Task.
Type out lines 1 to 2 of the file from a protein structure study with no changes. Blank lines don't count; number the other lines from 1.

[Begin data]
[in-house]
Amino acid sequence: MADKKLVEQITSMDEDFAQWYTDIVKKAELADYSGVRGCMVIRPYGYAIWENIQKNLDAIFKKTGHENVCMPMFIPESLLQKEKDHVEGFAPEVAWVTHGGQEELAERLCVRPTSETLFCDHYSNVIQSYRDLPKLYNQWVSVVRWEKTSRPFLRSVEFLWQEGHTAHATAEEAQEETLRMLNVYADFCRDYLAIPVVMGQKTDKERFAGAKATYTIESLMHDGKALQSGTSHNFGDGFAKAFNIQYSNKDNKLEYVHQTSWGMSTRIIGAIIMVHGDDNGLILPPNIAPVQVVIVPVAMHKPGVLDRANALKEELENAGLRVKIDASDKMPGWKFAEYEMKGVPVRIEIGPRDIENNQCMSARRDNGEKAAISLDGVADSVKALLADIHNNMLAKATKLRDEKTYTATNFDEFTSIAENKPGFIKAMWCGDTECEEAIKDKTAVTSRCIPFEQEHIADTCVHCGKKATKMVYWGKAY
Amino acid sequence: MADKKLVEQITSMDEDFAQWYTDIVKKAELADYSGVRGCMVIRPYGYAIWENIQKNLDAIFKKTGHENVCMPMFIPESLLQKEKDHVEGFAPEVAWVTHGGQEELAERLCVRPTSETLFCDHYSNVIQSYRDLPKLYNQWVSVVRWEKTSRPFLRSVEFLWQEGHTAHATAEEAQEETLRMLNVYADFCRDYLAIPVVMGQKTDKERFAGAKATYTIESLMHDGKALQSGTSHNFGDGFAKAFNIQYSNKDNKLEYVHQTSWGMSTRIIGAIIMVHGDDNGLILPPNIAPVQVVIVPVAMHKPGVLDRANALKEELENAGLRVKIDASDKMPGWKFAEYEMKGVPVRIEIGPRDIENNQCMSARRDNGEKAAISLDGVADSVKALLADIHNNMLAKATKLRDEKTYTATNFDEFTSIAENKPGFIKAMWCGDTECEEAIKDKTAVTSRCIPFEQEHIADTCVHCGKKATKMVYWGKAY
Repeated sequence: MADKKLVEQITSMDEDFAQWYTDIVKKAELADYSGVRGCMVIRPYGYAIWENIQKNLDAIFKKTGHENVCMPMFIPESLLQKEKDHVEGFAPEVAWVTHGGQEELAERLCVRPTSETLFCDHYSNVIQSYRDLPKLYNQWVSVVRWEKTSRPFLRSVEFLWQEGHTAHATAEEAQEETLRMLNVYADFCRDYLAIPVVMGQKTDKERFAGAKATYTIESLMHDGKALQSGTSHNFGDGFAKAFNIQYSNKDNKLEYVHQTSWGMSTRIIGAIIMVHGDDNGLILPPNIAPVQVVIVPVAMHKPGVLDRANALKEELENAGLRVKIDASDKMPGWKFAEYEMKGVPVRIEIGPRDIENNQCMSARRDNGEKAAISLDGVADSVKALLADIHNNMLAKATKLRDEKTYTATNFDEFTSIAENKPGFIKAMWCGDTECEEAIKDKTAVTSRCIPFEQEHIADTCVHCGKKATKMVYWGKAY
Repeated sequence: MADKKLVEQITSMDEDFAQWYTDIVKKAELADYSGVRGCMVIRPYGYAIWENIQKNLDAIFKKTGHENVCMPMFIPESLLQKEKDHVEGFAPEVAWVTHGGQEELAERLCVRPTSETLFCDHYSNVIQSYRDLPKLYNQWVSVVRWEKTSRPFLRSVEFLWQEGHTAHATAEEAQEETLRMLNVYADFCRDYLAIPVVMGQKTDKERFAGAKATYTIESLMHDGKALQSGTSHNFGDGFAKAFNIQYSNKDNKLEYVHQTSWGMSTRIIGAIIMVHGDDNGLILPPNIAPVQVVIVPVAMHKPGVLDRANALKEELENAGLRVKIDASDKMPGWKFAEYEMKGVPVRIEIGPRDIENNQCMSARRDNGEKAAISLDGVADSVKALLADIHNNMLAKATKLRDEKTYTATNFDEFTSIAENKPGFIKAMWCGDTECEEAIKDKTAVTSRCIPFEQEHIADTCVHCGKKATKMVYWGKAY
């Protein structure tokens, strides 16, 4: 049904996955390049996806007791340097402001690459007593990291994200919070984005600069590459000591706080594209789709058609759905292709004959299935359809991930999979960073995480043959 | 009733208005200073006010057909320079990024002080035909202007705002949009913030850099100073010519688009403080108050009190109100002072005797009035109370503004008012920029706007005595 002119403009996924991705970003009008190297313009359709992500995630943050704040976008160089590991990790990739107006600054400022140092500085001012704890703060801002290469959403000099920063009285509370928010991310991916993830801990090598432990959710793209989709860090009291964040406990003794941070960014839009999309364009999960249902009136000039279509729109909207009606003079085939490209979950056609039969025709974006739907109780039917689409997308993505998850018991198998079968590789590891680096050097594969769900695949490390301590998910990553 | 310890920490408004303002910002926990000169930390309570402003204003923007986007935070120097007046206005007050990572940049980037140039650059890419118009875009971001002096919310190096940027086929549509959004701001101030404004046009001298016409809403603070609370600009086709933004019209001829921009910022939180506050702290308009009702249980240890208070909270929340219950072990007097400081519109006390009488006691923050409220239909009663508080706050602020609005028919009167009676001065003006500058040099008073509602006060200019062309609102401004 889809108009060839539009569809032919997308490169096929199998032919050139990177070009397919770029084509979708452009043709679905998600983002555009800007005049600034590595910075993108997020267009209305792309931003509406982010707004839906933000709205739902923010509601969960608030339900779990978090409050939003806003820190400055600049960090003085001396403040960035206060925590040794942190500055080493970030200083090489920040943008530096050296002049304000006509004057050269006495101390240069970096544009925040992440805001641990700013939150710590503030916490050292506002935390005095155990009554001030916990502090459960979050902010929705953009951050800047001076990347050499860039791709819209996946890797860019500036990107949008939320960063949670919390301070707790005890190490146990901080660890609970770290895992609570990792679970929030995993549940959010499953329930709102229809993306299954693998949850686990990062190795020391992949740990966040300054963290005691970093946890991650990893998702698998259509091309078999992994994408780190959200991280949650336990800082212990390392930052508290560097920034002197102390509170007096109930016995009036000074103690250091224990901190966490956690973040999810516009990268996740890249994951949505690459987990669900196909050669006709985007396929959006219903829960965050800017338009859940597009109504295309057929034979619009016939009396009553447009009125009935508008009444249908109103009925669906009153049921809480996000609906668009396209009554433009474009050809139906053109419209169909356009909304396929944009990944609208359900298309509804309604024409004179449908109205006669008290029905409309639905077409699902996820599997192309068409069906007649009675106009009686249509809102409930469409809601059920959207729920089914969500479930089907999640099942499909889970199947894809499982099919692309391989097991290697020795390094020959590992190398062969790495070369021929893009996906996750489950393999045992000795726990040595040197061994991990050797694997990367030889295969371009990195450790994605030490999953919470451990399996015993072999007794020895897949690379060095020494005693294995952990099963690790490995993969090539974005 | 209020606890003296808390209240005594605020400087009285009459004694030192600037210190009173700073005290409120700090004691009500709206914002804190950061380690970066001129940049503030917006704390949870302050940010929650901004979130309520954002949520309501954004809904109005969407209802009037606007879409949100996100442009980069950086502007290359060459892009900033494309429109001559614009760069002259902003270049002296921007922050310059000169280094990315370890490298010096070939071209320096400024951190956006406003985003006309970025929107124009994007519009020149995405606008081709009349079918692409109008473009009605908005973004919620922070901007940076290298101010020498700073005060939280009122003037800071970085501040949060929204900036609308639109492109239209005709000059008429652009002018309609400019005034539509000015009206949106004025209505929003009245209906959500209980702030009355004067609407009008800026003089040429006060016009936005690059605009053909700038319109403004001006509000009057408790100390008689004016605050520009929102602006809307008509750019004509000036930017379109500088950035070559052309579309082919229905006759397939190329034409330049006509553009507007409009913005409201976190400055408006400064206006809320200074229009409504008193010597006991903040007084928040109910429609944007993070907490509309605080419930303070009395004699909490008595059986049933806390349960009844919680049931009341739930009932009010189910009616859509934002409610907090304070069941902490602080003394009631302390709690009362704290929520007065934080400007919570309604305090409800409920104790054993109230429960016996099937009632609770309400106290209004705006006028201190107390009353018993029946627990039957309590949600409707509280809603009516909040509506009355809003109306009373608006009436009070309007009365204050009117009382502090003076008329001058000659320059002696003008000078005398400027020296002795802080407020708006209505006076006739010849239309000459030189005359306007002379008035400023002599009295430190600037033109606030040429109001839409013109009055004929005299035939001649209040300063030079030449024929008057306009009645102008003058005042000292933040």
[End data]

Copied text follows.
[in-house]
Amino acid sequence: MADKKLVEQITSMDEDFAQWYTDIVKKAELADYSGVRGCMVIRPYGYAIWENIQKNLDAIFKKTGHENVCMPMFIPESLLQKEKDHVEGFAPEVAWVTHGGQEELAERLCVRPTSETLFCDHYSNVIQSYRDLPKLYNQWVSVVRWEKTSRPFLRSVEFLWQEGHTAHATAEEAQEETLRMLNVYADFCRDYLAIPVVMGQKTDKERFAGAKATYTIESLMHDGKALQSGTSHNFGDGFAKAFNIQYSNKDNKLEYVHQTSWGMSTRIIGAIIMVHGDDNGLILPPNIAPVQVVIVPVAMHKPGVLDRANALKEELENAGLRVKIDASDKMPGWKFAEYEMKGVPVRIEIGPRDIENNQCMSARRDNGEKAAISLDGVADSVKALLADIHNNMLAKATKLRDEKTYTATNFDEFTSIAENKPGFIKAMWCGDTECEEAIKDKTAVTSRCIPFEQEHIADTCVHCGKKATKMVYWGKAY